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it's not a dream. america's natural gas... putting us in control of our energy future, now. welcome back, everyone. glad you are with us. the supreme court is on the verge of a decision on health care in america. within the next week, the justices will rule on obama care. it's the health care reform known as affordable care act. the court will let the law stand, parts of it stand or strike it down. we are focusing on it this morning. robert shapiro is joining us now. good morning to you. >> good morning. >> do you think they have finished their opinion at this point? >> at this point, i think the decisions are written. maybe fine tuning are the footnotes they like to write,
attacking the decisions of others. at this point, i think that's all that's left. >> which justices do you think we should be focusing on? >> you look at justice kennedy, a swing vote. there's thought that chief justice roberts would show leadership here and this important opinion of the court. >> do they go with the majority? how often does that happen? >> well, i think in an important case like this, the chief justice will often decide he wants to be the leader of the court, to direct the court and write the opinion. of course it's his decision who writes the opinion. in a case like this, the chief often likes to be the author. >> you are a constitutional law profess professor. which way do you think it's going to end up between the oral arguments and this? >> it's hard to predict. after the arguments, the consensus was it looks like the court was ready to strike down the law. the court hasn't struck down this major piece of policy in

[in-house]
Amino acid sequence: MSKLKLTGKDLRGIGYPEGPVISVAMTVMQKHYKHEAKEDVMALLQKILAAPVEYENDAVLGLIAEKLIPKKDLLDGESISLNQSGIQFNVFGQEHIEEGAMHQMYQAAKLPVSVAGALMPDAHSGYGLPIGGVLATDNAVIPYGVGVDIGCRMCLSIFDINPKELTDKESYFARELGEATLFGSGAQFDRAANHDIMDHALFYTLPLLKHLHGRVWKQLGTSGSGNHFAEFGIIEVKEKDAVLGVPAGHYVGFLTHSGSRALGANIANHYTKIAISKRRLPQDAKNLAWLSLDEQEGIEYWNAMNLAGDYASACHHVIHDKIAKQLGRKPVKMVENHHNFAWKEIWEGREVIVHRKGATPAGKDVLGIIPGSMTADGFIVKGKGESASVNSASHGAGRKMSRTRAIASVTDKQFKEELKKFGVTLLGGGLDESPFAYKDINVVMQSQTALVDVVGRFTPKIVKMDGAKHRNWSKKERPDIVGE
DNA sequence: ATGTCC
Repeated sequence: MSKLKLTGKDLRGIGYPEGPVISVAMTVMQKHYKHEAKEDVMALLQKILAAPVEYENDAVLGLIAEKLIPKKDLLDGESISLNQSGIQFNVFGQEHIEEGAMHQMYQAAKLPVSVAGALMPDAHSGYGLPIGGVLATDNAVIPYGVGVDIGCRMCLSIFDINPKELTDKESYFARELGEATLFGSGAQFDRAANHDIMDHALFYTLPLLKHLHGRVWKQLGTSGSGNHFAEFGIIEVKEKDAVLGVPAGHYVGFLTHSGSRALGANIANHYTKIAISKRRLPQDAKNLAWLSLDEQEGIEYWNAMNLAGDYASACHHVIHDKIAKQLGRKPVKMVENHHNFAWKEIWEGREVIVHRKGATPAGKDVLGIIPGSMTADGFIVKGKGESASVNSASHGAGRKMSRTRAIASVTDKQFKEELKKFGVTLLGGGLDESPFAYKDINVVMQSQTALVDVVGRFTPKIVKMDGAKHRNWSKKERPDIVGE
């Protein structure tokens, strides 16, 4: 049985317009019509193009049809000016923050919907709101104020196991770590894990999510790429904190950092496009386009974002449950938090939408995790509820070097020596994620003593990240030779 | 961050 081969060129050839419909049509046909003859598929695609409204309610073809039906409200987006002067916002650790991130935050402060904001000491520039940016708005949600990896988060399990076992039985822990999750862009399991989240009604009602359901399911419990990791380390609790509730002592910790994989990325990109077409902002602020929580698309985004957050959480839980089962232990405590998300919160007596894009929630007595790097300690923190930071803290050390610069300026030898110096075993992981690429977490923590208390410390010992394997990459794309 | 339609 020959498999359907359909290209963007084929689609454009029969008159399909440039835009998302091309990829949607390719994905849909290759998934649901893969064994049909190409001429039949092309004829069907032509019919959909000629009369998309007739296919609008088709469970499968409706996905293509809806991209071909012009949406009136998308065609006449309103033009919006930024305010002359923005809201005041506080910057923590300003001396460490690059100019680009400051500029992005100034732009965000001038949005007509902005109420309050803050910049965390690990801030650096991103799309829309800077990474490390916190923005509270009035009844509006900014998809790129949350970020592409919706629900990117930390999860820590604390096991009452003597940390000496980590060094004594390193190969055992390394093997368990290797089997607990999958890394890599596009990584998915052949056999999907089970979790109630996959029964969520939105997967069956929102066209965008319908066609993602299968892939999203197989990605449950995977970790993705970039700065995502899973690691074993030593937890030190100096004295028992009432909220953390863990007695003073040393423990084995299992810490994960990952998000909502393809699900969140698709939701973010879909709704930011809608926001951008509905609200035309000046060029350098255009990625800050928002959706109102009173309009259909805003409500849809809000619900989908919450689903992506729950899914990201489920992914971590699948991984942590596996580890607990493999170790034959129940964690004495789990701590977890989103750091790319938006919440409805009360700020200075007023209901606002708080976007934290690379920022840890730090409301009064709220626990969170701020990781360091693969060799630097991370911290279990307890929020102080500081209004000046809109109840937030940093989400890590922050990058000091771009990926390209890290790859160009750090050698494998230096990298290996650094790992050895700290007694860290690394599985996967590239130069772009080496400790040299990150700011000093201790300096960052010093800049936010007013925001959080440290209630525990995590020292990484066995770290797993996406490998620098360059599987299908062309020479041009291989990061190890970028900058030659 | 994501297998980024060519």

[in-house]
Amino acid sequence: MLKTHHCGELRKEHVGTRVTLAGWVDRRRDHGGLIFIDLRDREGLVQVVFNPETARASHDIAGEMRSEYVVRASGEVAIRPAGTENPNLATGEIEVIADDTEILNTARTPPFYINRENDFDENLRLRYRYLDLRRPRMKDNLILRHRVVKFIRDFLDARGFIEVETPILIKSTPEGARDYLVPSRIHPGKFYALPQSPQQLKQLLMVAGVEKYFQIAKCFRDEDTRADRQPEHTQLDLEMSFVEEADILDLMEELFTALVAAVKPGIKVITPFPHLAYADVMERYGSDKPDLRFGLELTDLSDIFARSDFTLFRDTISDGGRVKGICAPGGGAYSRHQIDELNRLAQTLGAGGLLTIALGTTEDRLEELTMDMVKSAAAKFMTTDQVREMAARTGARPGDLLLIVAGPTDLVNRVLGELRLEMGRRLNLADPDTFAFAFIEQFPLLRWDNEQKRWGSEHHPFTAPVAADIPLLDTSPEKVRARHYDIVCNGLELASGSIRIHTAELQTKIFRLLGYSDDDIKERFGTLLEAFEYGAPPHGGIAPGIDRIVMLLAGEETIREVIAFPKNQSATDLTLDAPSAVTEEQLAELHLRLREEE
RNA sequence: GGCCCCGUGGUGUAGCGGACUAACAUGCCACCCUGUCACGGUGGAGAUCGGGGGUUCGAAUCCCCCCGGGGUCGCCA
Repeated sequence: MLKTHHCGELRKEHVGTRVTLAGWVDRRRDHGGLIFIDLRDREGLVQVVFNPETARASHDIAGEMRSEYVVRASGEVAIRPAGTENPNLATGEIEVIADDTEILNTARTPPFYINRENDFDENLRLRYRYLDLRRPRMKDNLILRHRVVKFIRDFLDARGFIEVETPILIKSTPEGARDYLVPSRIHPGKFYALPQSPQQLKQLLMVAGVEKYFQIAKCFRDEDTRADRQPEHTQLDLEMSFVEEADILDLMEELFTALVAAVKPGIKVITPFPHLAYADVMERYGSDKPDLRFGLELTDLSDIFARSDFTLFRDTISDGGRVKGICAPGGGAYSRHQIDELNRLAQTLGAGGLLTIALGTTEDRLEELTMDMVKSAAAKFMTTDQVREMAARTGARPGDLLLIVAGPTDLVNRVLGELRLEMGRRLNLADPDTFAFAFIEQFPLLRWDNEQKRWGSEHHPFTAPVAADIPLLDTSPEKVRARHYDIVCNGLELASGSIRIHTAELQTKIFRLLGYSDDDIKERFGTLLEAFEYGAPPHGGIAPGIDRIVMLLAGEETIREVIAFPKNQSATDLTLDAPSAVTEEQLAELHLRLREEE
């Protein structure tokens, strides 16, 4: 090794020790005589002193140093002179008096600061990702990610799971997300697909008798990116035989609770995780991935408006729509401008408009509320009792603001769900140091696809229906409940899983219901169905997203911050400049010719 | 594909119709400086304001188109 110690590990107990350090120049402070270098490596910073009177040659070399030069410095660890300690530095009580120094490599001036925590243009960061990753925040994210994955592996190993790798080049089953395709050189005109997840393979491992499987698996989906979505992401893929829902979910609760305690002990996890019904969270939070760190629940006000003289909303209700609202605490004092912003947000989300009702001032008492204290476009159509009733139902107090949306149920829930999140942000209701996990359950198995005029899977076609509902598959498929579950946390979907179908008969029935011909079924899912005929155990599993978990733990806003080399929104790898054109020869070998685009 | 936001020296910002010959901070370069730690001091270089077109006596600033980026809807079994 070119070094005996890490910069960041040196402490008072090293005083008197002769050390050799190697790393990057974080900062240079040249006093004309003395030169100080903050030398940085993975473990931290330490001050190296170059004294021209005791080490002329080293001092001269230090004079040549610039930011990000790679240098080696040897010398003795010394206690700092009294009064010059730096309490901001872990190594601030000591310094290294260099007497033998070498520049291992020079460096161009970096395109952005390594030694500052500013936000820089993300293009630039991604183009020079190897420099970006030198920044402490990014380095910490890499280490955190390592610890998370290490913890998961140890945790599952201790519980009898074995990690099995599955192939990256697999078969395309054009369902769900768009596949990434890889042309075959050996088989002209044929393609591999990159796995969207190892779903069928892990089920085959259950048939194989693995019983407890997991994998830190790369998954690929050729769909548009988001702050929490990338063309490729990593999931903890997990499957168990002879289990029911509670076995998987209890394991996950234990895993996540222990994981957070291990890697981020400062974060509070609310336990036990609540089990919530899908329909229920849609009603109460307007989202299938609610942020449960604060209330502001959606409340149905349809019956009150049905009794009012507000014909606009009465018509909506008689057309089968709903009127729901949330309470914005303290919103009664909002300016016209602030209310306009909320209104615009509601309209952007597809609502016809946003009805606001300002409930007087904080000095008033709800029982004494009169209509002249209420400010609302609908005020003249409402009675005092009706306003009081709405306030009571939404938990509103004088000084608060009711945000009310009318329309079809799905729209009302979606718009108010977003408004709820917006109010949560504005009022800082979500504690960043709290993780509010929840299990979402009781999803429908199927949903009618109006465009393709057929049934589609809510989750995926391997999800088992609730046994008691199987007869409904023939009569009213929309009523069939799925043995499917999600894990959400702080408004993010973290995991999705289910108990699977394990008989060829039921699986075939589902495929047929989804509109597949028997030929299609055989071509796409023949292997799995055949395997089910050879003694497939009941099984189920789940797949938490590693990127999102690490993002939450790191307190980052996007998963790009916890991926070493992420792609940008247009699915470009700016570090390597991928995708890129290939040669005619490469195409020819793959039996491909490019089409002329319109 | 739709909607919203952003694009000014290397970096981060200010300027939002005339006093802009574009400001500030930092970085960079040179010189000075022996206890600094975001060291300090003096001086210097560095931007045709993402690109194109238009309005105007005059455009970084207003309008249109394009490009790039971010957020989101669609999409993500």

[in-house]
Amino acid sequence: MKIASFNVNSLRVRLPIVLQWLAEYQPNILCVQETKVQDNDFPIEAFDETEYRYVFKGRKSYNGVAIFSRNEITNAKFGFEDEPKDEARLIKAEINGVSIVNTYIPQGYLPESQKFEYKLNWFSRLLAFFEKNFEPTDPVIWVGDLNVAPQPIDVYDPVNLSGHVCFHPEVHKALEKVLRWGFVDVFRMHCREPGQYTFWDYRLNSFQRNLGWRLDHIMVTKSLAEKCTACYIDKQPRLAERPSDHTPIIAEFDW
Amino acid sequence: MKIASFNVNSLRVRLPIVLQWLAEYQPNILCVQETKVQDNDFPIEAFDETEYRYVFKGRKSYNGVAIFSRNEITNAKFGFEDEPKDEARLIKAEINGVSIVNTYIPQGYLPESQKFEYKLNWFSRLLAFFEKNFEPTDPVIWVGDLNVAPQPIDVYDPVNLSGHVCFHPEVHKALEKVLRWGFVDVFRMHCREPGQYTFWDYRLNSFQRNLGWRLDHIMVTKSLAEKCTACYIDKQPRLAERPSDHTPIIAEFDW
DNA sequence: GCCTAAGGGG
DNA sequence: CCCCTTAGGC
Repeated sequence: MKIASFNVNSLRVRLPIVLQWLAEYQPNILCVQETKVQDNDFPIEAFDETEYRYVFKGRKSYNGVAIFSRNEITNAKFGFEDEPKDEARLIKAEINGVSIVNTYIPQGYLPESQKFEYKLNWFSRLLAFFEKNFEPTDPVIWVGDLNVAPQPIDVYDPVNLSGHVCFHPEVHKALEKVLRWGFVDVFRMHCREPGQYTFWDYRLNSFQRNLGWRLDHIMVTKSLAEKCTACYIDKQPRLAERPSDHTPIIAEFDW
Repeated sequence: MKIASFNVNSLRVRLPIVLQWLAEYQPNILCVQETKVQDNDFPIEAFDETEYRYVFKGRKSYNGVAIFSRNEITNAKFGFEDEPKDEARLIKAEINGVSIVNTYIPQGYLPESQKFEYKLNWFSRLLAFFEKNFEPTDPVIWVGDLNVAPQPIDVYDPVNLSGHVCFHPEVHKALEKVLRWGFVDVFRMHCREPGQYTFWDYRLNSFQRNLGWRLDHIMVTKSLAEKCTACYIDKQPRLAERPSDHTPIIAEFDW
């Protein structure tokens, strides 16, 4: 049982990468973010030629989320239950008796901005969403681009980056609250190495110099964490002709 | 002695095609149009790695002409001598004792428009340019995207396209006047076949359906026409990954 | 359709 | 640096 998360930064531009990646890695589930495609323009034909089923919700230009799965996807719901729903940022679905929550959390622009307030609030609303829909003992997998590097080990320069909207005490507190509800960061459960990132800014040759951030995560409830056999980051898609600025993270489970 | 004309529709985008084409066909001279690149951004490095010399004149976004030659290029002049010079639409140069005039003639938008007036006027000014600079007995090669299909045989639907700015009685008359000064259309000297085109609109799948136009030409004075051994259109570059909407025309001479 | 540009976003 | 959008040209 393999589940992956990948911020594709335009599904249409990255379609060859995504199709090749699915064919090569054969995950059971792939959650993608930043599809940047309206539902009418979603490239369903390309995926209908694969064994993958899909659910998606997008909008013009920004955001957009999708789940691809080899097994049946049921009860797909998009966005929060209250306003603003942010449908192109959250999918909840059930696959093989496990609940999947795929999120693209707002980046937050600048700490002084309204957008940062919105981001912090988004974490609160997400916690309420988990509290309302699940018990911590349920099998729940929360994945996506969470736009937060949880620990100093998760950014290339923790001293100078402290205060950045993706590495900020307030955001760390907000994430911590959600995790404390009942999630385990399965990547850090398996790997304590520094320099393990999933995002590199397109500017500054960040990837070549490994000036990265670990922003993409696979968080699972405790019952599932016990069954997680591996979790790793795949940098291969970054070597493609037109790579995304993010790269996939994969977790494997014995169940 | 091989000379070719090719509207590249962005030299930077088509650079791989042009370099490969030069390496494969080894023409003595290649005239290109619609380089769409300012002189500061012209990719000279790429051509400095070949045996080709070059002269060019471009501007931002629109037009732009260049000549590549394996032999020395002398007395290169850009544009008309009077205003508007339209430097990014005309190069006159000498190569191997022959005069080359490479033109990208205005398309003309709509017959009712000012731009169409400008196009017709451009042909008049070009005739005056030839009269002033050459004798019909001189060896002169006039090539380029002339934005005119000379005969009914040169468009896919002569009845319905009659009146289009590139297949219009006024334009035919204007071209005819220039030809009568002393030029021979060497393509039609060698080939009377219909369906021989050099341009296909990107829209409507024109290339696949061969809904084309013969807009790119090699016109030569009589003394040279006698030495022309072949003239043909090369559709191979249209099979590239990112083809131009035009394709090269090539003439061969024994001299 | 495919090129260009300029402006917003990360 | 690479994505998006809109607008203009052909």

oh, 70 years, something like that. >> what exactly, though, there's so much to go through if you look at the material. what do they base their opinion on? >> the lynch pen of this law is individual mandate. the requirement that most americans will have to buy insurance or pay a fee by 20146789 the question is, where does the federal government get the power to tell people they have to buy insurance. there are cases that suggest as part of regulating the economy, congress can do that. congress hasn't done something like this before. there's the issue of the expansion of medicaid. half of the coverage of uninsured people come through expanding medicaid, the program for the poor. the question is whether congress can force the states to add all those people to their budgets. >> how much impact do you think the arguments had on this? >> i think it's the briefs and the facts. it's interesting to see how the